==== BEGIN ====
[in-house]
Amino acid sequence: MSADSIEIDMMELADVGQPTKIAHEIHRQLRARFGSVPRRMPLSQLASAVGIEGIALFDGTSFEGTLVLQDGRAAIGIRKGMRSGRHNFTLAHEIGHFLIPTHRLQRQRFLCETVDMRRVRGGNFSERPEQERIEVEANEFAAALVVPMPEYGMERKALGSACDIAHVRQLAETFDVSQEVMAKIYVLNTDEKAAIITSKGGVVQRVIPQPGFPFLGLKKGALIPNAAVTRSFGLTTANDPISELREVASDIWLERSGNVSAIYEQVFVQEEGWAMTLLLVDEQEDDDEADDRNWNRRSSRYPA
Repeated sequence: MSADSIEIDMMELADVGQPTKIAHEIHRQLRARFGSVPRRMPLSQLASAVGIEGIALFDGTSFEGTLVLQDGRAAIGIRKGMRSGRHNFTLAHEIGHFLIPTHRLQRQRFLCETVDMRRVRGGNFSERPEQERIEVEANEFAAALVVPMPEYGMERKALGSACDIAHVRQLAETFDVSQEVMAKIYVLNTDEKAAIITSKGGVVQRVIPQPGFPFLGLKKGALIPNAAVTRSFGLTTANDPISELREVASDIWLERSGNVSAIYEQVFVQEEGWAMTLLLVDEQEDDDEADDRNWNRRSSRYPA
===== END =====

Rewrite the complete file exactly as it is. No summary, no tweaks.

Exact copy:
[in-house]
Amino acid sequence: MSADSIEIDMMELADVGQPTKIAHEIHRQLRARFGSVPRRMPLSQLASAVGIEGIALFDGTSFEGTLVLQDGRAAIGIRKGMRSGRHNFTLAHEIGHFLIPTHRLQRQRFLCETVDMRRVRGGNFSERPEQERIEVEANEFAAALVVPMPEYGMERKALGSACDIAHVRQLAETFDVSQEVMAKIYVLNTDEKAAIITSKGGVVQRVIPQPGFPFLGLKKGALIPNAAVTRSFGLTTANDPISELREVASDIWLERSGNVSAIYEQVFVQEEGWAMTLLLVDEQEDDDEADDRNWNRRSSRYPA
Repeated sequence: MSADSIEIDMMELADVGQPTKIAHEIHRQLRARFGSVPRRMPLSQLASAVGIEGIALFDGTSFEGTLVLQDGRAAIGIRKGMRSGRHNFTLAHEIGHFLIPTHRLQRQRFLCETVDMRRVRGGNFSERPEQERIEVEANEFAAALVVPMPEYGMERKALGSACDIAHVRQLAETFDVSQEVMAKIYVLNTDEKAAIITSKGGVVQRVIPQPGFPFLGLKKGALIPNAAVTRSFGLTTANDPISELREVASDIWLERSGNVSAIYEQVFVQEEGWAMTLLLVDEQEDDDEADDRNWNRRSSRYPA